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You know "that guy," the one who is always blasting noise from videos on their device. But it's not their fault! Chances are, the web app playing those videos didn't use Telerik media player. Learn how you can easily build a beautiful media experience for your users.

You’ve probably had to find a way to let your employees watch the latest company broadcast without interrupting their daily routine, or, if your web app has anything to do with media, show your visitors several videos at once. Pretty straightforward once you put a Telerik media player for ASP.NET AJAX on the page and you can easily throw it in a popup.

Now comes the part where you must not ruin the UX, or your users will curse you.

“But how, it’s just a video”, you ask.
“It’s easy”, I say – just let your users have the video play somewhere they can’t see it, but they will hear it.

Yeah, there’s the mute button on the tab in Chrome and Firefox, but what about mobile? Also, what it if doesn’t work (it doesn’t always work for embedded YouTube videos, at least for me).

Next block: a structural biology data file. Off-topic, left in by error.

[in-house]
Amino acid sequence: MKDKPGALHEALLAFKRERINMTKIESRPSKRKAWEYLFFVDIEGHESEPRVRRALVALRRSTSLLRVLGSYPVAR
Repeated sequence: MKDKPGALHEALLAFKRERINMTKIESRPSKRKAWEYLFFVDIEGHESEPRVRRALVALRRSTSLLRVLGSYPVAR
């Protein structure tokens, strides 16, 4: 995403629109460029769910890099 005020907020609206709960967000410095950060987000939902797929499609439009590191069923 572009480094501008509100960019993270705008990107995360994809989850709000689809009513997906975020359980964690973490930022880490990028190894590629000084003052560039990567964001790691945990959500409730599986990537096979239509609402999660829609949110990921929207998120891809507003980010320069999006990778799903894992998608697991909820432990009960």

So, don’t be that guy whose page blasts noise through the speakers on the adjacent desk or from some phone in the subway.

All you need to do is to make sure that:

  • If the popup is not visible, the video is not playing.
  • The user can’t move the popup somewhere they can’t dismiss it easily.

To do that easily, you need some rich API from the controls we use, like what you can get from RadWindow and RadMediaPlayer.

Let’s have a walkthrough of the generic approach:

  1. First, pick a video. Here’s a basic way to show one:
    <telerik:RadMediaPlayer runat="server" ID="RadMediaPlayer1" StartTime="8" AutoPlay="false" Width="600px" Height="350px" Source="" Title="Kendo R3 2018 Webinar">
  2. Now, put it in a dialog. Roughly like that:
    <telerik:RadWindow runat="server" ID="RadWindow1" Title="Kendo UI R3 2018 Webinar" VisibleOnPageLoad="true" AutoSize="true">
            <telerik:RadMediaPlayer runat="server" ID="RadMediaPlayer1" StartTime="8" AutoPlay="false" Width="600px" Height="350px" Source="" Title="Kendo R3 2018 Webinar">